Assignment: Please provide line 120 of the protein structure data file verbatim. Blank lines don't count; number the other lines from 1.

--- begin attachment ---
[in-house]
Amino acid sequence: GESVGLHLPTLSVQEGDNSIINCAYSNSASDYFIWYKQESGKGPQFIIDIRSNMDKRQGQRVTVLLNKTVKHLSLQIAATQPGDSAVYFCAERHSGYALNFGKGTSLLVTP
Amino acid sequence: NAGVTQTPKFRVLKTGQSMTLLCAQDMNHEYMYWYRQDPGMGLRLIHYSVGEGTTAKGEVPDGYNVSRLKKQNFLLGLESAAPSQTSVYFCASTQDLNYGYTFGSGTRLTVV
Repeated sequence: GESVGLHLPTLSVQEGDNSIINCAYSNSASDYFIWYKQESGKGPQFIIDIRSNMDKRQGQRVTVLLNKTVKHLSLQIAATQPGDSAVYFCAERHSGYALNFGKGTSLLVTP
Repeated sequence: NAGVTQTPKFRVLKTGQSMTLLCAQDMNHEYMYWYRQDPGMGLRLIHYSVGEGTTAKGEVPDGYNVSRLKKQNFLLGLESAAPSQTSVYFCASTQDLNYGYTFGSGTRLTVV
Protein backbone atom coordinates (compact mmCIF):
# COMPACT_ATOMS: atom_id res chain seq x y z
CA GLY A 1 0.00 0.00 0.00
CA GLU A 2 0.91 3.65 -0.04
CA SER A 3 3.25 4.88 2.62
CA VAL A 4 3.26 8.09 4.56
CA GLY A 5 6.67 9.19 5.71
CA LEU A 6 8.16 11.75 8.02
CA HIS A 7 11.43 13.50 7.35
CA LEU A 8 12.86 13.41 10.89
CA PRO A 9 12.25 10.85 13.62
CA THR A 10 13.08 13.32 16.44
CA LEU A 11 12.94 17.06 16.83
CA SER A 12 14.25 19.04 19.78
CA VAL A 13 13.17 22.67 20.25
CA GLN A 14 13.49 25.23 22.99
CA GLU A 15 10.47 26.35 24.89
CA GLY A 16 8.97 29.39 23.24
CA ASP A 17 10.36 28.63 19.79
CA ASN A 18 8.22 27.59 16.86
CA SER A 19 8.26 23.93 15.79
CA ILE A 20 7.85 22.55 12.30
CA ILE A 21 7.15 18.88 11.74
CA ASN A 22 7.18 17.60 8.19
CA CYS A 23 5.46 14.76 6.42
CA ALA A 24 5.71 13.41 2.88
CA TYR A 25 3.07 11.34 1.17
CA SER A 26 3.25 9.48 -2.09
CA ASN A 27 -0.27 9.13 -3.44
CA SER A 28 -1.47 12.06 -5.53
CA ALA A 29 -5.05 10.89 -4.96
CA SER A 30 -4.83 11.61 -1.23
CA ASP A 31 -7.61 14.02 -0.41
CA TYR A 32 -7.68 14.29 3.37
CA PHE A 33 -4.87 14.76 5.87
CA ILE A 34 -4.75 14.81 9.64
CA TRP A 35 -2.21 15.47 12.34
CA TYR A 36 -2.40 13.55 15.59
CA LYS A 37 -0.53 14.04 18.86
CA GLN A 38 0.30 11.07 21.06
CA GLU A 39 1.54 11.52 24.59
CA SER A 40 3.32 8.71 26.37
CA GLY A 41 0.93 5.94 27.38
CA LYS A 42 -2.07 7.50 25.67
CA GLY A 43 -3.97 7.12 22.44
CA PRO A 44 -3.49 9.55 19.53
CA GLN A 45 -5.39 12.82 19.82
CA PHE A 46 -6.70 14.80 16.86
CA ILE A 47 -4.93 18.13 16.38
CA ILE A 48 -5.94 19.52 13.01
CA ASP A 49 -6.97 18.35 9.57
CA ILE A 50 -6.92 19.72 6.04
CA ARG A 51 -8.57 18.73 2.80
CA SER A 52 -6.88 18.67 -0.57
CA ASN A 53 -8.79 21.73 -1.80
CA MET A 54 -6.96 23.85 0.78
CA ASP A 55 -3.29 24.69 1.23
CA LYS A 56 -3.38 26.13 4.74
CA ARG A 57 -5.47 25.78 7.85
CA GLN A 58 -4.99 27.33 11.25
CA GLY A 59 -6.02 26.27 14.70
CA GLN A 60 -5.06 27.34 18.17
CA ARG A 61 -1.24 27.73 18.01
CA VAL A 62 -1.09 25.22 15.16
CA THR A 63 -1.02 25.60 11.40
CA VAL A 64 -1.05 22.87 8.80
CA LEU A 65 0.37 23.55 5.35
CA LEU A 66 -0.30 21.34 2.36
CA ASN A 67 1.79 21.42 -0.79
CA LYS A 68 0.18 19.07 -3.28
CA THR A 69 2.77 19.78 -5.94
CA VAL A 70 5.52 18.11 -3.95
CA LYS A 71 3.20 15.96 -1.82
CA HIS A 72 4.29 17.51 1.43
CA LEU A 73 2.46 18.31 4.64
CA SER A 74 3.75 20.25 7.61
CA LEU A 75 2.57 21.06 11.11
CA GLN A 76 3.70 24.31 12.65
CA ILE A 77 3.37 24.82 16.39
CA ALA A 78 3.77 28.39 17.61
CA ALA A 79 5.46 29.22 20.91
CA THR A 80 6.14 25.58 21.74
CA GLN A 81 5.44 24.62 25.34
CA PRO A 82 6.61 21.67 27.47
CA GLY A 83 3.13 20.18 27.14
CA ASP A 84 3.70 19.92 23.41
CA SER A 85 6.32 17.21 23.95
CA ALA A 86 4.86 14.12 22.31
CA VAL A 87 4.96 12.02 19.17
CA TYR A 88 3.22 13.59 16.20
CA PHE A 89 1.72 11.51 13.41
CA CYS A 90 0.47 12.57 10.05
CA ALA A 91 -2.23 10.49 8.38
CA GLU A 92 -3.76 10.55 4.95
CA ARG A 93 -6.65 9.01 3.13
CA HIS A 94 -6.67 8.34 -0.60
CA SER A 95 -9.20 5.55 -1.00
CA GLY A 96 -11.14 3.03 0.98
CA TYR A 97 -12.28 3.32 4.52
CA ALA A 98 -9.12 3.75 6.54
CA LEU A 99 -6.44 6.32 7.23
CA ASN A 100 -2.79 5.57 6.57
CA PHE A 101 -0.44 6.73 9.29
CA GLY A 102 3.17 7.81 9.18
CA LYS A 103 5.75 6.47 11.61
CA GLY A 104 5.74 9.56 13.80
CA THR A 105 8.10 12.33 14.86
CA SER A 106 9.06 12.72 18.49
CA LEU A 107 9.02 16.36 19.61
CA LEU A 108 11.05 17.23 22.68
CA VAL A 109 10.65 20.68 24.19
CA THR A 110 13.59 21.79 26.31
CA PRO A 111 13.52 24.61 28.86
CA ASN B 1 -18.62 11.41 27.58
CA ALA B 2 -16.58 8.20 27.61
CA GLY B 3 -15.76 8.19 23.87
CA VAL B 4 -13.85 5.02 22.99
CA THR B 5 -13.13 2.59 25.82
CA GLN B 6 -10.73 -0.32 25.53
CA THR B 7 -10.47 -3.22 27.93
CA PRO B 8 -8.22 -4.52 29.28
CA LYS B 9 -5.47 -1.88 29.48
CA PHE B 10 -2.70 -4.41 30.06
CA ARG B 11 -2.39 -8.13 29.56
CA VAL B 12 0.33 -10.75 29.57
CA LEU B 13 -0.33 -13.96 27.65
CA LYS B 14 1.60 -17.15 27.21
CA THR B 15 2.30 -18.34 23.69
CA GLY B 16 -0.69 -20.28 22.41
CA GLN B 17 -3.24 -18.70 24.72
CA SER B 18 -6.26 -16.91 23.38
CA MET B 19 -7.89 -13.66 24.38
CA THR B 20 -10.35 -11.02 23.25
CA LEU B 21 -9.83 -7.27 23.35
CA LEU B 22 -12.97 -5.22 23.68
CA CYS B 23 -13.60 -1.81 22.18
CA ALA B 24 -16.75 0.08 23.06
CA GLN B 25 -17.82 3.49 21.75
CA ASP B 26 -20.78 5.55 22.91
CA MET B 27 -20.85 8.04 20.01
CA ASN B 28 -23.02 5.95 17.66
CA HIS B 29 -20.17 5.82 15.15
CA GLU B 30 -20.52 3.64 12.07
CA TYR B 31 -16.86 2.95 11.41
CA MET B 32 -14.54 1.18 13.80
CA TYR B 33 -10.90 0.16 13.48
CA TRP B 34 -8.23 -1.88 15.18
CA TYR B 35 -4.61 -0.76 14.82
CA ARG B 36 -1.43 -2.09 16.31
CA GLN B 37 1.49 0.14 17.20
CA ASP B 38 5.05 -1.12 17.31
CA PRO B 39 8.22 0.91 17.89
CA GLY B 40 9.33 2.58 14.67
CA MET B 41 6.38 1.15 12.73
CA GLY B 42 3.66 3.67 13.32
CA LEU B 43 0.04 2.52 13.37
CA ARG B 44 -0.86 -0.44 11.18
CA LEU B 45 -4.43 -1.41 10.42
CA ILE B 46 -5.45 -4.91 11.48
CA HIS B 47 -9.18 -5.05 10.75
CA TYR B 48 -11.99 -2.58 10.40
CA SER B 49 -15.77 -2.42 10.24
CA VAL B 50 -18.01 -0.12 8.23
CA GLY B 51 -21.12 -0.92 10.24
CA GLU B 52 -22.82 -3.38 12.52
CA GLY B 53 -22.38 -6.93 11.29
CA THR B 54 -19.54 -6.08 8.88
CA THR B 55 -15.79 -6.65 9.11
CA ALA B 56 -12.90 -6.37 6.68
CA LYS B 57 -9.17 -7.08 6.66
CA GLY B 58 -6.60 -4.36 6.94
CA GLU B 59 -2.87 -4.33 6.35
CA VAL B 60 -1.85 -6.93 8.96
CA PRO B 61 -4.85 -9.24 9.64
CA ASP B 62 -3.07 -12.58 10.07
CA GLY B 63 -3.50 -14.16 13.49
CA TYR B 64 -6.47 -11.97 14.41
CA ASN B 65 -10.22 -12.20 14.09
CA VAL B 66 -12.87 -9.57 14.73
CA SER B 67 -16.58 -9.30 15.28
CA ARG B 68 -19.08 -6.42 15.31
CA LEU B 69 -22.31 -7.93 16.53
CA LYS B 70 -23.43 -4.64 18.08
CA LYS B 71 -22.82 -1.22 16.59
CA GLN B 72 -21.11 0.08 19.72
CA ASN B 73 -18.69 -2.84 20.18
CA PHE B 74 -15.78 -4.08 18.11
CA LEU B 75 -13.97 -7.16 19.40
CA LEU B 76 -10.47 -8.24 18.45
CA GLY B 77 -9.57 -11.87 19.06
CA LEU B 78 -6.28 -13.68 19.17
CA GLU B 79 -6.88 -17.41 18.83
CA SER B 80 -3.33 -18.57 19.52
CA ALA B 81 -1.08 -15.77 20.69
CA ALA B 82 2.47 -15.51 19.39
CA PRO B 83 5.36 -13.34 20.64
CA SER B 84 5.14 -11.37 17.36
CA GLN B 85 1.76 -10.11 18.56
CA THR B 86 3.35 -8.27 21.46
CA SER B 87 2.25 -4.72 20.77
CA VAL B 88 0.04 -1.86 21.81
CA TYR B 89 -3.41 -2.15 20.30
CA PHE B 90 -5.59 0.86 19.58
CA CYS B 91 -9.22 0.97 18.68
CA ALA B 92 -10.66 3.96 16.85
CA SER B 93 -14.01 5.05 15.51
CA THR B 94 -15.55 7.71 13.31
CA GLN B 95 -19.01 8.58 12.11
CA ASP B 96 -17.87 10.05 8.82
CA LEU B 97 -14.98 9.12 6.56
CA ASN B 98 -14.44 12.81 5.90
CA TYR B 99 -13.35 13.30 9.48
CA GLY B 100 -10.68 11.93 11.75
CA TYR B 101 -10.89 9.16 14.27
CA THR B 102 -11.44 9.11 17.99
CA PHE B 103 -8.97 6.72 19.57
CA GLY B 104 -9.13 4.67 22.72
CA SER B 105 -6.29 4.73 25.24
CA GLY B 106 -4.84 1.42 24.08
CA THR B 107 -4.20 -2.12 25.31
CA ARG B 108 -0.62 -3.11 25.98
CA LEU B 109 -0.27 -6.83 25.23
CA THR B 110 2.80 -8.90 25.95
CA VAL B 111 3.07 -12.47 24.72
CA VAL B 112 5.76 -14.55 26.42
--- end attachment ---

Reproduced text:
CA ALA B 2 -16.58 8.20 27.61